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Tags: Coronavirus | Vaccines | covid | 19 | hesitancy | indoctrination | deepsouth

Vaccine Push Faces Political Reckoning in Deep South

Vaccine Push Faces Political Reckoning in Deep South
A medical worker shows a Pfizer coronavirus disease (COVID-19) vaccine before giving it to nurse Sandra Lindsay, who was among the first to receive it in the U.S., January 4, 2021. (REUTERS/Shannon Stapleton/Pool
 

By    |   Sunday, 25 July 2021 09:12 AM

The political push and pull in the debate over the experimental COVID-19 vaccines that are saving lives around the world might be causing vaccine hesitancy in the Deep South and lead to death, lawmakers and health experts fear.

"It's time to start blaming the unvaccinated folks," Alabama GOP Gov. Kay Ivey told reporters Friday. "It's the unvaccinated folks that are letting us down."

But it will still come down to localities, where rural areas are more spread out, less likely to gather and closely interact, less likely to be infected, less likely to be vaccinated, and even more likely to be vilified for choosing not to take the COVID-19 vaccine.

"Until it starts hitting here really bad again, these people aren't going to get the shot," Lauderdale County, Alabama, vaccine manager Mike Melton told Politico.

President Joe Biden's teased door-to-door vaccine outreach might be prove to be counterproductive, getting hard-liners even more dug in against getting the shot, according to the report.

"I did have a lady come down here and ask why we were pushing something that wasn't an approved drug," he added. "I tried to tell her that this is a volunteer thing and we aren't pushing it on anybody. We're just making it available for the ones that want it. If they want to take it here is the opportunity to take it. If they don't want to get it, nobody is gonna chase them down and force it on them."

Vaccine hesitancy was not just a south or a Republican thing. Last fall, when former president Donald Trump was in office, major national figure heads in the Democratic Party spread vaccine hesitancy.

"If Donald Trump tells us to take it, then I'm not taking it," Harris said during the lone vice presidential debate last fall.

Then-candidate Joe Biden was skeptical and New York Democrat Gov. Andrew Cuomo was spewing the same lines anti-vaccine Republicans are now using in explaining why they fear getting vaccinated.

"I'm not that confident," Cuomo said: "You're going to say to the American people now, 'Here's a vaccine, it was new, it was done quickly, but trust this federal administration and their health administration that it's safe? And we're not 100% sure of the consequences.' I think it's going to be a very skeptical American public about taking the vaccine, and they should be."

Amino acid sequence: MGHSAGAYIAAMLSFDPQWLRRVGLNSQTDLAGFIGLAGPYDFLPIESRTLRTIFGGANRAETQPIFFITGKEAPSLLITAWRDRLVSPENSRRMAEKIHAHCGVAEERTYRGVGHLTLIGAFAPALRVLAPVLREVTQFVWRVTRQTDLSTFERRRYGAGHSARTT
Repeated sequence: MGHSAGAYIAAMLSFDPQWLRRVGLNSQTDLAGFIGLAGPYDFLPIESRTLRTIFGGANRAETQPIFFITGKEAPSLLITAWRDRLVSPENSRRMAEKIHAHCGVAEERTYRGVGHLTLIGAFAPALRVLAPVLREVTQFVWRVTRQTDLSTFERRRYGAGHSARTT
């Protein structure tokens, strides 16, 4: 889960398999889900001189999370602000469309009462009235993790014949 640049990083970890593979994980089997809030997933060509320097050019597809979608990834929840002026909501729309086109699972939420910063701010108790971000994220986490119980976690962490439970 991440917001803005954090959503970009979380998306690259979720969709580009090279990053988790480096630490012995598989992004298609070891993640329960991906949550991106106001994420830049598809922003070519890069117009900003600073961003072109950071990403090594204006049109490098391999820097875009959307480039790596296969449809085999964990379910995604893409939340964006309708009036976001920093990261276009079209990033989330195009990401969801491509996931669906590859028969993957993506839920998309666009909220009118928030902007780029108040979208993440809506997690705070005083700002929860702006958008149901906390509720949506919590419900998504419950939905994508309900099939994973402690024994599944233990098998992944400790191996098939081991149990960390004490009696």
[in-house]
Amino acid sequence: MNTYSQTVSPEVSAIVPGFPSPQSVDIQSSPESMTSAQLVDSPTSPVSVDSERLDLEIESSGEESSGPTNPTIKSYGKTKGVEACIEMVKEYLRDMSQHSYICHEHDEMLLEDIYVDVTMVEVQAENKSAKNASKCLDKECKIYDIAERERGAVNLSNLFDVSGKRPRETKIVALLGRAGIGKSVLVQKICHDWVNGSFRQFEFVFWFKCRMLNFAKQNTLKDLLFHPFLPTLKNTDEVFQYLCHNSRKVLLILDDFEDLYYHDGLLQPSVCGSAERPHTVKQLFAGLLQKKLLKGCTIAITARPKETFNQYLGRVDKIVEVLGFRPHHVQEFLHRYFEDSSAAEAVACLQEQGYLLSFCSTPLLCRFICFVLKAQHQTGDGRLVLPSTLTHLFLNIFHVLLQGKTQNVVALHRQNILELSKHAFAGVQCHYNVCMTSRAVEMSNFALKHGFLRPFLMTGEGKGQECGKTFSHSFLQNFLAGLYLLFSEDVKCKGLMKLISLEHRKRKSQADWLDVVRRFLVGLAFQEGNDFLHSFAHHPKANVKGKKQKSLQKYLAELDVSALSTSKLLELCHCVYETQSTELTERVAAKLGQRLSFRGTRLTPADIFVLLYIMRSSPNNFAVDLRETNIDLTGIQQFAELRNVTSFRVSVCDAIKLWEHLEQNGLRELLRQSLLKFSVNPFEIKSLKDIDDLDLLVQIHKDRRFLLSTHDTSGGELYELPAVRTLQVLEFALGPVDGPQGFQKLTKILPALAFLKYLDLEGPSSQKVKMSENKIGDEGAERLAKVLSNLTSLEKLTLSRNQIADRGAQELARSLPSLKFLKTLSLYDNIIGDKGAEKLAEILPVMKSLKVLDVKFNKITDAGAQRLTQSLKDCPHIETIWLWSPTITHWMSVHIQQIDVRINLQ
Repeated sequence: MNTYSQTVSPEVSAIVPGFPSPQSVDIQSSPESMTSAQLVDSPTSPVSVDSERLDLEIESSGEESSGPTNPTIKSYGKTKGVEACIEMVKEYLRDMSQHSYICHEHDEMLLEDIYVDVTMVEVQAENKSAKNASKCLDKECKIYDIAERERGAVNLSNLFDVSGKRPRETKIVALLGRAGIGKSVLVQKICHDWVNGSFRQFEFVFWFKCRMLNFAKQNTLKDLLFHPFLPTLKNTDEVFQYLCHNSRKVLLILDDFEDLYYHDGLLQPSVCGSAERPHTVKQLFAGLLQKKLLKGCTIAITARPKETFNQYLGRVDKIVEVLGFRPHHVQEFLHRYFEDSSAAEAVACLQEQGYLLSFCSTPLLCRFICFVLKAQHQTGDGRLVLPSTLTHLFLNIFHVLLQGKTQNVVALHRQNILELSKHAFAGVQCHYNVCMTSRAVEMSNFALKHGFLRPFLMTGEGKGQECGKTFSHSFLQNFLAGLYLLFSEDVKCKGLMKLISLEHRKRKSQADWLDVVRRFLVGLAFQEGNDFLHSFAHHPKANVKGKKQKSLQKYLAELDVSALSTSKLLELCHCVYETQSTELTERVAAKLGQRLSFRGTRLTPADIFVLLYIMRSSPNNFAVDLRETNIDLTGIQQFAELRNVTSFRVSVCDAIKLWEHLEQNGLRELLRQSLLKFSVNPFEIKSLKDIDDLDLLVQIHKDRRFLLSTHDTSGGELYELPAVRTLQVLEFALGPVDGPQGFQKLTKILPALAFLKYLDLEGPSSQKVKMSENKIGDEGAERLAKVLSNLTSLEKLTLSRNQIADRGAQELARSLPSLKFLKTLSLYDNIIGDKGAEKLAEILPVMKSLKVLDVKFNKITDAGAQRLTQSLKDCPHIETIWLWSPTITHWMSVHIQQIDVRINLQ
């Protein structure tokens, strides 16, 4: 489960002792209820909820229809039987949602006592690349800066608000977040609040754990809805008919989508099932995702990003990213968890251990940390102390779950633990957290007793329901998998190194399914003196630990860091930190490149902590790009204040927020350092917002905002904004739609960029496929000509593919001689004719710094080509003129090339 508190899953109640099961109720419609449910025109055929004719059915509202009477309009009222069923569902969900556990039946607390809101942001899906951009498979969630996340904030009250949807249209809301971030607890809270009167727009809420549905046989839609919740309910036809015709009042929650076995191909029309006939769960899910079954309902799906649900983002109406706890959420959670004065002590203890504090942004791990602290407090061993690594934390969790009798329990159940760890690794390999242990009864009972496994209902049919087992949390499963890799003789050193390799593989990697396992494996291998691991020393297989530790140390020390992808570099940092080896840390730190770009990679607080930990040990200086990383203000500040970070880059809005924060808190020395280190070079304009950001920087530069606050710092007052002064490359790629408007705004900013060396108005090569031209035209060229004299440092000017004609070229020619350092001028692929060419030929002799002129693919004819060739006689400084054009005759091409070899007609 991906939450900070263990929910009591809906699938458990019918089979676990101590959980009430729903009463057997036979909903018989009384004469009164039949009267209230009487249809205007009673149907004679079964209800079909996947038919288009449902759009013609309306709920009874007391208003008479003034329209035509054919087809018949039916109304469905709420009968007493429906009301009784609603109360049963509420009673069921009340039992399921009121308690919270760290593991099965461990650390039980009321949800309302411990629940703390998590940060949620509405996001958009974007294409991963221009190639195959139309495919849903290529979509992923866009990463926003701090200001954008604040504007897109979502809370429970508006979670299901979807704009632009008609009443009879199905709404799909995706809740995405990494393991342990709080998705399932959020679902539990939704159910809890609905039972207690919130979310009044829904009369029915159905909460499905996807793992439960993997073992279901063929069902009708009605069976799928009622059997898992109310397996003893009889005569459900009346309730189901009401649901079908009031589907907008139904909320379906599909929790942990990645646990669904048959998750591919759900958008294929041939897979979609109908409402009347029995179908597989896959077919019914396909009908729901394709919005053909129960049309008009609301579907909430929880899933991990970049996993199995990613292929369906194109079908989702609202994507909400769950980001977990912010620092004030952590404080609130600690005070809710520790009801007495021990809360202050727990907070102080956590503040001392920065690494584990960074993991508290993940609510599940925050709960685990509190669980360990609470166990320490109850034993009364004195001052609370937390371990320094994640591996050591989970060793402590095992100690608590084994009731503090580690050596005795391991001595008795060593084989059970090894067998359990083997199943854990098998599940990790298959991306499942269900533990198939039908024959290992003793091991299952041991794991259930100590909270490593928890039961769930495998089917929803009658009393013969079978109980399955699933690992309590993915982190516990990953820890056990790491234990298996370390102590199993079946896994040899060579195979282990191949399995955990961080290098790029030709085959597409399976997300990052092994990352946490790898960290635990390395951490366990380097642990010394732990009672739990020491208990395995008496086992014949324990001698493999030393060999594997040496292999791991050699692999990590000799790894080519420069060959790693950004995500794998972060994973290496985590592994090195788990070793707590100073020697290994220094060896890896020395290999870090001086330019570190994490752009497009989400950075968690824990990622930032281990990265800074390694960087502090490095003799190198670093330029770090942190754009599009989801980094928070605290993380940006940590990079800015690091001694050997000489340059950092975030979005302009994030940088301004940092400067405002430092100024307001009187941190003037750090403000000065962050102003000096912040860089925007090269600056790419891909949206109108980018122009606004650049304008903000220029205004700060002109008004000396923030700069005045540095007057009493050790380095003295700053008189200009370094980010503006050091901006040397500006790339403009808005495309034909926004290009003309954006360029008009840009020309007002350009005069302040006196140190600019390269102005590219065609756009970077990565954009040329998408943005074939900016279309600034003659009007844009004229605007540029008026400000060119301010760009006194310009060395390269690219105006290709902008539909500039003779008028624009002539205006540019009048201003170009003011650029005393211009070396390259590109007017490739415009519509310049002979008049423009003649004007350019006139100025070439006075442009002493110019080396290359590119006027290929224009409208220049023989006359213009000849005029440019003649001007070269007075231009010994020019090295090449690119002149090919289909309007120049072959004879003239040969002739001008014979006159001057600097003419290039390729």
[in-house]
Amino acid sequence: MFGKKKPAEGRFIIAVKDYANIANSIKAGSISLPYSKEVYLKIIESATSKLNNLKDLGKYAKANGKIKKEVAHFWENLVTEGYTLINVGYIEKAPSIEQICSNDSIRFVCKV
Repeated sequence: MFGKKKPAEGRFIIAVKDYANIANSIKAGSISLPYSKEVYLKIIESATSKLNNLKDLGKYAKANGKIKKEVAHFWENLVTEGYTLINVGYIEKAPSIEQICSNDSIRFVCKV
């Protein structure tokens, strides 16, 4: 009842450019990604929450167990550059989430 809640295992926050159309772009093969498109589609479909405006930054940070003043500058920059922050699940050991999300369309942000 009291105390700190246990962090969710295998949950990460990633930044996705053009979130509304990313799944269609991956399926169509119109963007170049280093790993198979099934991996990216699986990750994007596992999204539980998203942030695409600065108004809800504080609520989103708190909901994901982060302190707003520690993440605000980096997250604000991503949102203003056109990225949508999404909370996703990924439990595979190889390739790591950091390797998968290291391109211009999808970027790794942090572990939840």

To have propagated that misinformation and to now being the ones seeking to censor social media disinformation leaves many Deep South Republicans who were hesitant to get the shot more skeptical than ever.

Florida's Gov. Ron DeSantis discussed this flip-flop. Back when Trump was saying that, Biden and Harris were saying this was a bad vaccine," DeSantis told Mark Levin's radio show. "They were downplaying it. They were saying it wasn’t going to be effective. That it was dangerous! And actually, I think they've contributed to some of the vaccine hesitancy that we've seen throughout, you know, parts of our society," Florida Politics reported.

"I have people come up to me and say, 'Why on CNN? Couldn't you go on Fox?'" Catherine O'Neal, chief medical officer of Our Lady of the Lake in Baton Rouge, Louisiana, told Politico. "They are still very angry over the last couple of years. There's an irritation. They are super frustrated. They need to hear it from the people that they trust. They need to hear it from where they get their news every day."

O'Neal is very fearful of the delta variant and would like to see more rural Americans overcome there fears to get the shot. She equates it to a chain smoker who just will not listen to their doctor.

"My absolute favorite patient and clinic, I just want to wrap my hands around every time I see him," she told Politico. "He is the worst smoker ever. He's killing himself. I can't make him stop. I love that man. I never busted him. We've had the talk. He's not going to quit.

"I don't want people to think that we don't see people who make bad choices for themselves. It's just that their bad choice has affected their entire community and is grinding to a halt good medical care."

She claims it is the Republicans who are indoctrinating, without recognizing Trump has always been one way on vaccines unlike top Democrats: Get the shot.

Do it for everyone else now, she said.

"It has to be about the community, not the 'you' because there's been too much about the 'you,'" she told Politico. "'You' they got indoctrinated. It is not about 'you,' it is about the community. You're going to kill your community."

Like the chain smoker who has heard it all before, that rhetoric is unlikely to resonate with her communities outside of Baton Rouge.

"To say that politics doesn't play a part would be wrong," Melton told Politico. "I think the national figures get people talking about the vaccine and that can sometimes take the wrong fork in the road and go the wrong way."

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The political push and pull in the debate over the experimental COVID-19 vaccines that are saving lives around the world might be causing vaccine hesitancy in the Deep South and lead to death, lawmakers and health experts fear....
covid, 19, hesitancy, indoctrination, deepsouth
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2021-12-25
Sunday, 25 July 2021 09:12 AM
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